Senior doctors condemn junior doctors' plans for more strikes

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Dr Ellen McCourt, who chairs the BMA junior doctors' committee, said: "Junior doctors still have serious concerns with the contract, particularly that it will fuel the current workforce crisis, and that it fails to treat all doctors fairly".

A spokesman for the Academy of Medical Royal Colleges said they are "disappointed" at the prospect of further sustained industrial action.

They added: "Despite our efforts to work with the Secretary of State to resolve this dispute, the Government has failed to listen, leaving us with no option but to take more industrial action".

She added: "We have a simple ask of the government: stop the imposition".

A Department of Health spokesperson said that as doctors' representatives, the BMA should be putting patients first, "not playing politics in a way that will be immensely damaging for vulnerable patients".

They say it will lead to unsafe conditions as doctors are overworked and many claim his plans are an attempt to privatise the NHS by the backdoor.

"Because of the duration of this latest period of industrial action it is, unfortunately, inevitable that we shall have to postpone some outpatient appointments and routine procedures".

More than 100,000 operations and one million appointments are expected to be cancelled during this month's strike alone.

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"Patient safety is our priority and to ensure high quality and safe care and welfare can be maintained throughout the period".

But there are now growing questions about the level of support there is amongst the wider profession for the strikes, despite the BMA saying it is "absolutely behind" the decision for further action.

Urging the two sides to resume talks, Ms Murphy said: "Many patients may be very unwell or vulnerable and so we can not predict the distress or pain this will cause...the Government and the BMA must appreciate they are in a privileged position: words seem to come easy and cost very little to them, but to the public it is costing them a great deal in lost working days, anxiety, pain and uncertainty".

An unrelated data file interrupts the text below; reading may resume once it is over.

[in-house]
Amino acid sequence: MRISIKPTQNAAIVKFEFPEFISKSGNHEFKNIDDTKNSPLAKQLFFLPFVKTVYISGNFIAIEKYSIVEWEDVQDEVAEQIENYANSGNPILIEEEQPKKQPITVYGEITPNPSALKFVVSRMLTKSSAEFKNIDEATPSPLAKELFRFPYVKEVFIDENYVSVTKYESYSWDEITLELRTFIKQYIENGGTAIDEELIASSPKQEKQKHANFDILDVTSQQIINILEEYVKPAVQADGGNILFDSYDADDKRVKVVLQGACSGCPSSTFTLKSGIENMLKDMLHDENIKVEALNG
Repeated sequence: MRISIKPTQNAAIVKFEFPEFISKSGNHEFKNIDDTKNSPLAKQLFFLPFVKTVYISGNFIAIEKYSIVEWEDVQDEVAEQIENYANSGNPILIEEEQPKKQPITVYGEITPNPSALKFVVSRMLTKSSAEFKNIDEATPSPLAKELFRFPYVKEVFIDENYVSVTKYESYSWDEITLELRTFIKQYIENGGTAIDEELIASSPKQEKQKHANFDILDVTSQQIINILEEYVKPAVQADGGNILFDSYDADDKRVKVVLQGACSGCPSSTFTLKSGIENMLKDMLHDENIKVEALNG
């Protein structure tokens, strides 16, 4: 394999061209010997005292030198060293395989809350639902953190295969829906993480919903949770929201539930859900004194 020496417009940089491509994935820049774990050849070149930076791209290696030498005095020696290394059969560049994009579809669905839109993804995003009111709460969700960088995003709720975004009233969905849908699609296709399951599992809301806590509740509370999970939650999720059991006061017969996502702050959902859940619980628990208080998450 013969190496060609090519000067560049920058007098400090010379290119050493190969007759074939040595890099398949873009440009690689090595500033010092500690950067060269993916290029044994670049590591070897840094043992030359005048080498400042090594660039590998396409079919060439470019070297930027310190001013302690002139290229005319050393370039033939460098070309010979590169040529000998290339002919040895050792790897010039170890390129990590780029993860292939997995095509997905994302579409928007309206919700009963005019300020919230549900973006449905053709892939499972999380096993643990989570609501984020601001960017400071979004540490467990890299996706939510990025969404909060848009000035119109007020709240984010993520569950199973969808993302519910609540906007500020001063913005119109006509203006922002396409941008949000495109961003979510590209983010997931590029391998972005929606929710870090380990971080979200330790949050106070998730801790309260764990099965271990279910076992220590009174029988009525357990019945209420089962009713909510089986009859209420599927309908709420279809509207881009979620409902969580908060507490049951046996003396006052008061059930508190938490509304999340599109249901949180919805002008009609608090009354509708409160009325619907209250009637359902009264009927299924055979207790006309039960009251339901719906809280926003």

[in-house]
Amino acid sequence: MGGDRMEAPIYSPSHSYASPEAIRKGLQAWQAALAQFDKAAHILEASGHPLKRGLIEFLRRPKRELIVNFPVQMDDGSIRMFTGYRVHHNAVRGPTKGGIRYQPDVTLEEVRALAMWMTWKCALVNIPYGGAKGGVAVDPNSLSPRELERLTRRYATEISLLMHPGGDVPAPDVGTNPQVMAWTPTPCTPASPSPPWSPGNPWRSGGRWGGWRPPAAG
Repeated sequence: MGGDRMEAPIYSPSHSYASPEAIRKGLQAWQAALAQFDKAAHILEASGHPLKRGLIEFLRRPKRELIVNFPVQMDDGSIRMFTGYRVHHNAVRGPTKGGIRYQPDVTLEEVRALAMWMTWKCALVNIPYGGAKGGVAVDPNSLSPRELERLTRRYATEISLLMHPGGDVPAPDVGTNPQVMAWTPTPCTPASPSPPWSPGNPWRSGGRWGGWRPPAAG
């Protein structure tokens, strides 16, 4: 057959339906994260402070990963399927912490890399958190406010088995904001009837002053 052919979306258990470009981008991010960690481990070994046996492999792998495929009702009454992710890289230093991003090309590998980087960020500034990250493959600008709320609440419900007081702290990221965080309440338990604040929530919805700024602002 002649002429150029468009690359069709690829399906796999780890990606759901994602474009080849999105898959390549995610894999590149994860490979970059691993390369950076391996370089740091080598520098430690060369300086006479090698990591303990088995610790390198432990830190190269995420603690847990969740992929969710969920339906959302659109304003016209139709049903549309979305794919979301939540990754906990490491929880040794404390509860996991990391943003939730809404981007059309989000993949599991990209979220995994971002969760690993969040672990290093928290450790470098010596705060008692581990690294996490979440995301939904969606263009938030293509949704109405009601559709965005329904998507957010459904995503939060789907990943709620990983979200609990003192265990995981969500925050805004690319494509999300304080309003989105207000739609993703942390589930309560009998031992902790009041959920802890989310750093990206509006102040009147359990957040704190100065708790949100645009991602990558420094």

Chief executive Katherine Murphy told the Press Association: "From a patient's point of view it is obviously catastrophic news - the scale of the industrial action is unforgivable".

And he claimed that almost all Health Secretaries are unpopular -even the legendary NHS founder Nye Bevan.

Labour's Shadow Health Secretary Diane Abbott said the strike was "always likely", given the "intransigence" of the Government.

Health Secretary Jeremy Hunt wants an NHS that offers a full seven-day service because at the moment routine operations do not take place at weekends. Today, the Health Secretary sought to deepen the divisions by warning that thousands of sick people would suffer pain and inconvenience because of the "totally irresponsible" walkout.

She responded: "It is really proportionate to claim that by imposing the new contract we will suddenly manage to deliver seven-day services?" I was previously uncomfortable about the imposition of the contract on junior doctors, but now believe there is little alternative.